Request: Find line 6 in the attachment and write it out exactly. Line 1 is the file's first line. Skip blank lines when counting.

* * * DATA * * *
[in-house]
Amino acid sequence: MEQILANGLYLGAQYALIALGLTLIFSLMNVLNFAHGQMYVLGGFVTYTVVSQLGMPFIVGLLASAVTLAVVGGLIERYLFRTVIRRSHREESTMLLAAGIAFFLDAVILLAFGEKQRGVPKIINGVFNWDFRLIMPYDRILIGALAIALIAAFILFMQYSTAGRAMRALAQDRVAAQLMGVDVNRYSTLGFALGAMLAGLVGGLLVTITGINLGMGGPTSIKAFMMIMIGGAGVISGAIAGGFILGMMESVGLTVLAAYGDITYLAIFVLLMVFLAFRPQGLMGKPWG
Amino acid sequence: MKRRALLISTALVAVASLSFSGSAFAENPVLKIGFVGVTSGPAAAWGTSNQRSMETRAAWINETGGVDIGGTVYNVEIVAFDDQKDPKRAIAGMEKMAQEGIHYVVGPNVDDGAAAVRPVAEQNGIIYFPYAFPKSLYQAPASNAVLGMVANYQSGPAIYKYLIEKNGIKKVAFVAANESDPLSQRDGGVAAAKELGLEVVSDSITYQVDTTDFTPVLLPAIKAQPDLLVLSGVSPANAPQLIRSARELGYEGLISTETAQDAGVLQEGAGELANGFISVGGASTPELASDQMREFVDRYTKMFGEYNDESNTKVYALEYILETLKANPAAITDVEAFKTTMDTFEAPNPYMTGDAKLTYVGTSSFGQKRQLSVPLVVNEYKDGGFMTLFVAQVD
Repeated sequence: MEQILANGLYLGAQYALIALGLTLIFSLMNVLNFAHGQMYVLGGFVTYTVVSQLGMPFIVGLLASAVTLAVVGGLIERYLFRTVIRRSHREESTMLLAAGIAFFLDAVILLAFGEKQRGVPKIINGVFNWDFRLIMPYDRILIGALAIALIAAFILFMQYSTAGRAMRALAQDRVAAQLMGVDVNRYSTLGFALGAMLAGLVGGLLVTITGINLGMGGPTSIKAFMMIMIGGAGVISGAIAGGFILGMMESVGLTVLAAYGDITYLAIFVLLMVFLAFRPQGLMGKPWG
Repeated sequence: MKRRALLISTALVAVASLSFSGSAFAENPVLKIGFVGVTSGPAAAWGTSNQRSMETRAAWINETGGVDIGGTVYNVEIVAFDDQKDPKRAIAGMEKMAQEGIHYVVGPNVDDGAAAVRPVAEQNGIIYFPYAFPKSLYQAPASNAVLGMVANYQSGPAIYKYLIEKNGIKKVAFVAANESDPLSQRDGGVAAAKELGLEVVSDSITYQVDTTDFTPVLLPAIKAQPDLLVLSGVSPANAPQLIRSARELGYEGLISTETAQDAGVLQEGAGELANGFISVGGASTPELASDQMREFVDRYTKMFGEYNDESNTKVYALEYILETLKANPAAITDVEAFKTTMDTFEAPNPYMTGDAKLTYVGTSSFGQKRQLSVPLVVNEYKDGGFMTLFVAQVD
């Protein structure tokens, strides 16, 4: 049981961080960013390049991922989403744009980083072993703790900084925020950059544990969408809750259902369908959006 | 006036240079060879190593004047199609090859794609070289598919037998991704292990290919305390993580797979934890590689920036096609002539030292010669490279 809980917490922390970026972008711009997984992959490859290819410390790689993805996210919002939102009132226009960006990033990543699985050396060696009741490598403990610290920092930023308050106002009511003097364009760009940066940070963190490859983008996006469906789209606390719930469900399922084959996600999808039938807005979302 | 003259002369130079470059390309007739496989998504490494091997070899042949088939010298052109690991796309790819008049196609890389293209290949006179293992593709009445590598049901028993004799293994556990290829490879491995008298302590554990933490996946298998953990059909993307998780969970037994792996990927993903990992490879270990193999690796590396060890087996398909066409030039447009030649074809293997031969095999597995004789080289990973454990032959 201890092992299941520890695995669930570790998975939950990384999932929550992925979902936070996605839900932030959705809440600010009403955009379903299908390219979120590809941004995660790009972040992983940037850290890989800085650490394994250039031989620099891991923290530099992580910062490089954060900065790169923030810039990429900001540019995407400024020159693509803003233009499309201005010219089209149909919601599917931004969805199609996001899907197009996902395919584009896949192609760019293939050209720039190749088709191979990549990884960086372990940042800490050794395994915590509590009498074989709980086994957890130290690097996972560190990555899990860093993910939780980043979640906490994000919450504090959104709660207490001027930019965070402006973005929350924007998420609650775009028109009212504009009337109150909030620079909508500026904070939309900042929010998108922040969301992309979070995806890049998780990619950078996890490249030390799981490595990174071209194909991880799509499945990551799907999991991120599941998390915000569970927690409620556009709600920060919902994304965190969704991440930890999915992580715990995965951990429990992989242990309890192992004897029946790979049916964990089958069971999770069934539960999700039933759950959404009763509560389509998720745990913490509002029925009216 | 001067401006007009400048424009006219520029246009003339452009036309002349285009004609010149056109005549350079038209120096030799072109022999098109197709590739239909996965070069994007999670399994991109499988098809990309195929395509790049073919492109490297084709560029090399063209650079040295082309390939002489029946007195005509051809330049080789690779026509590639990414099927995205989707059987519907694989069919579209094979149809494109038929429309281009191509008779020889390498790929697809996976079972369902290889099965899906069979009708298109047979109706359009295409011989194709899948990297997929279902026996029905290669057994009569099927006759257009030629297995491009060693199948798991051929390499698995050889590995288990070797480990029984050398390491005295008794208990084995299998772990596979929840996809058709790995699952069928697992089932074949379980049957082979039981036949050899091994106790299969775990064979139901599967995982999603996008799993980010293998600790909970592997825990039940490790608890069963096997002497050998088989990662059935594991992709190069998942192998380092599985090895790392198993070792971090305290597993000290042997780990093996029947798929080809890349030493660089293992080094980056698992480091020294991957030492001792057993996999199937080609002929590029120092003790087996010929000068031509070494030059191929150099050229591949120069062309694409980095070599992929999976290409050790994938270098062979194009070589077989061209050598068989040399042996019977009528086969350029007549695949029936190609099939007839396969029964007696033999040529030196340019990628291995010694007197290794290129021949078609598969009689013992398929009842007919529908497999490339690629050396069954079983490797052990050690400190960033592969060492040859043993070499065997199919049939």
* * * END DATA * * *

């Protein structure tokens, strides 16, 4: 049981961080960013390049991922989403744009980083072993703790900084925020950059544990969408809750259902369908959006 | 006036240079060879190593004047199609090859794609070289598919037998991704292990290919305390993580797979934890590689920036096609002539030292010669490279 809980917490922390970026972008711009997984992959490859290819410390790689993805996210919002939102009132226009960006990033990543699985050396060696009741490598403990610290920092930023308050106002009511003097364009760009940066940070963190490859983008996006469906789209606390719930469900399922084959996600999808039938807005979302 | 003259002369130079470059390309007739496989998504490494091997070899042949088939010298052109690991796309790819008049196609890389293209290949006179293992593709009445590598049901028993004799293994556990290829490879491995008298302590554990933490996946298998953990059909993307998780969970037994792996990927993903990992490879270990193999690796590396060890087996398909066409030039447009030649074809293997031969095999597995004789080289990973454990032959 201890092992299941520890695995669930570790998975939950990384999932929550992925979902936070996605839900932030959705809440600010009403955009379903299908390219979120590809941004995660790009972040992983940037850290890989800085650490394994250039031989620099891991923290530099992580910062490089954060900065790169923030810039990429900001540019995407400024020159693509803003233009499309201005010219089209149909919601599917931004969805199609996001899907197009996902395919584009896949192609760019293939050209720039190749088709191979990549990884960086372990940042800490050794395994915590509590009498074989709980086994957890130290690097996972560190990555899990860093993910939780980043979640906490994000919450504090959104709660207490001027930019965070402006973005929350924007998420609650775009028109009212504009009337109150909030620079909508500026904070939309900042929010998108922040969301992309979070995806890049998780990619950078996890490249030390799981490595990174071209194909991880799509499945990551799907999991991120599941998390915000569970927690409620556009709600920060919902994304965190969704991440930890999915992580715990995965951990429990992989242990309890192992004897029946790979049916964990089958069971999770069934539960999700039933759950959404009763509560389509998720745990913490509002029925009216 | 001067401006007009400048424009006219520029246009003339452009036309002349285009004609010149056109005549350079038209120096030799072109022999098109197709590739239909996965070069994007999670399994991109499988098809990309195929395509790049073919492109490297084709560029090399063209650079040295082309390939002489029946007195005509051809330049080789690779026509590639990414099927995205989707059987519907694989069919579209094979149809494109038929429309281009191509008779020889390498790929697809996976079972369902290889099965899906069979009708298109047979109706359009295409011989194709899948990297997929279902026996029905290669057994009569099927006759257009030629297995491009060693199948798991051929390499698995050889590995288990070797480990029984050398390491005295008794208990084995299998772990596979929840996809058709790995699952069928697992089932074949379980049957082979039981036949050899091994106790299969775990064979139901599967995982999603996008799993980010293998600790909970592997825990039940490790608890069963096997002497050998088989990662059935594991992709190069998942192998380092599985090895790392198993070792971090305290597993000290042997780990093996029947798929080809890349030493660089293992080094980056698992480091020294991957030492001792057993996999199937080609002929590029120092003790087996010929000068031509070494030059191929150099050229591949120069062309694409980095070599992929999976290409050790994938270098062979194009070589077989061209050598068989040399042996019977009528086969350029007549695949029936190609099939007839396969029964007696033999040529030196340019990628291995010694007197290794290129021949078609598969009689013992398929009842007919529908497999490339690629050396069954079983490797052990050690400190960033592969060492040859043993070499065997199919049939």